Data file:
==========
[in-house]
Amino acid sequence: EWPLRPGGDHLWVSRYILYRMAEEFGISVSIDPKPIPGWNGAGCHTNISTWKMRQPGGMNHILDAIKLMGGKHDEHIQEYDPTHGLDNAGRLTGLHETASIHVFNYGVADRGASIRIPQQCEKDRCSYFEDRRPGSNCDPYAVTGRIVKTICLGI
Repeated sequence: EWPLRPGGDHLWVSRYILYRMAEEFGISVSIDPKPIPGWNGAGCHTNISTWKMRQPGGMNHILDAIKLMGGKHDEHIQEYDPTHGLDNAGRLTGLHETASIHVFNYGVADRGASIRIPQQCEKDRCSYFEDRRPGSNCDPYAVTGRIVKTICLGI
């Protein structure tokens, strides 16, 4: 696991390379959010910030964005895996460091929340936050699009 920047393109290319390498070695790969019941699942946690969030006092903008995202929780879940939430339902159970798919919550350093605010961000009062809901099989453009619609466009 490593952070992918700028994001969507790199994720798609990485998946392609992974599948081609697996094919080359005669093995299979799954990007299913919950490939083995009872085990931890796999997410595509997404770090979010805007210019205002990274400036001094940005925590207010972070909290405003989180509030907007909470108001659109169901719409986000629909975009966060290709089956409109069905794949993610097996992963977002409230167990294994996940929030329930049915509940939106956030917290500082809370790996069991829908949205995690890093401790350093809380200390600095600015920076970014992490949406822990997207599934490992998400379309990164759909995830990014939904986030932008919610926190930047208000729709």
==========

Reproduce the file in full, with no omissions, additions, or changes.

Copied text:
[in-house]
Amino acid sequence: EWPLRPGGDHLWVSRYILYRMAEEFGISVSIDPKPIPGWNGAGCHTNISTWKMRQPGGMNHILDAIKLMGGKHDEHIQEYDPTHGLDNAGRLTGLHETASIHVFNYGVADRGASIRIPQQCEKDRCSYFEDRRPGSNCDPYAVTGRIVKTICLGI
Repeated sequence: EWPLRPGGDHLWVSRYILYRMAEEFGISVSIDPKPIPGWNGAGCHTNISTWKMRQPGGMNHILDAIKLMGGKHDEHIQEYDPTHGLDNAGRLTGLHETASIHVFNYGVADRGASIRIPQQCEKDRCSYFEDRRPGSNCDPYAVTGRIVKTICLGI
């Protein structure tokens, strides 16, 4: 696991390379959010910030964005895996460091929340936050699009 920047393109290319390498070695790969019941699942946690969030006092903008995202929780879940939430339902159970798919919550350093605010961000009062809901099989453009619609466009 490593952070992918700028994001969507790199994720798609990485998946392609992974599948081609697996094919080359005669093995299979799954990007299913919950490939083995009872085990931890796999997410595509997404770090979010805007210019205002990274400036001094940005925590207010972070909290405003989180509030907007909470108001659109169901719409986000629909975009966060290709089956409109069905794949993610097996992963977002409230167990294994996940929030329930049915509940939106956030917290500082809370790996069991829908949205995690890093401790350093809380200390600095600015920076970014992490949406822990997207599934490992998400379309990164759909995830990014939904986030932008919610926190930047208000729709």